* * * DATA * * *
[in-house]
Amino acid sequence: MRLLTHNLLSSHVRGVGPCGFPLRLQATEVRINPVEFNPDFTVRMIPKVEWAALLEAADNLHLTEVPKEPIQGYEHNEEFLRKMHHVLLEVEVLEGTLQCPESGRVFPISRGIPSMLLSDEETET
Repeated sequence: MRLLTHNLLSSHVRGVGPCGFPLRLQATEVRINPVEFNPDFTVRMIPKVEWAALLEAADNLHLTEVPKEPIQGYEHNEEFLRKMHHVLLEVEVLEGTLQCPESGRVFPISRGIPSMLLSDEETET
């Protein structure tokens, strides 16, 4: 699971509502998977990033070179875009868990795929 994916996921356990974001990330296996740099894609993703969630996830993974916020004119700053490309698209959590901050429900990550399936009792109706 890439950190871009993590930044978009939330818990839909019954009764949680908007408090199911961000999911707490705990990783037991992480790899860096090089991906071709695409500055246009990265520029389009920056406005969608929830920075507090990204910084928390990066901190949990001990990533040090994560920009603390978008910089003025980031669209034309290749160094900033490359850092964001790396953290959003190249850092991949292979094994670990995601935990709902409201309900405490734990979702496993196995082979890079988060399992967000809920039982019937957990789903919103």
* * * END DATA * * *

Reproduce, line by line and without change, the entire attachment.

[in-house]
Amino acid sequence: MRLLTHNLLSSHVRGVGPCGFPLRLQATEVRINPVEFNPDFTVRMIPKVEWAALLEAADNLHLTEVPKEPIQGYEHNEEFLRKMHHVLLEVEVLEGTLQCPESGRVFPISRGIPSMLLSDEETET
Repeated sequence: MRLLTHNLLSSHVRGVGPCGFPLRLQATEVRINPVEFNPDFTVRMIPKVEWAALLEAADNLHLTEVPKEPIQGYEHNEEFLRKMHHVLLEVEVLEGTLQCPESGRVFPISRGIPSMLLSDEETET
């Protein structure tokens, strides 16, 4: 699971509502998977990033070179875009868990795929 994916996921356990974001990330296996740099894609993703969630996830993974916020004119700053490309698209959590901050429900990550399936009792109706 890439950190871009993590930044978009939330818990839909019954009764949680908007408090199911961000999911707490705990990783037991992480790899860096090089991906071709695409500055246009990265520029389009920056406005969608929830920075507090990204910084928390990066901190949990001990990533040090994560920009603390978008910089003025980031669209034309290749160094900033490359850092964001790396953290959003190249850092991949292979094994670990995601935990709902409201309900405490734990979702496993196995082979890079988060399992967000809920039982019937957990789903919103």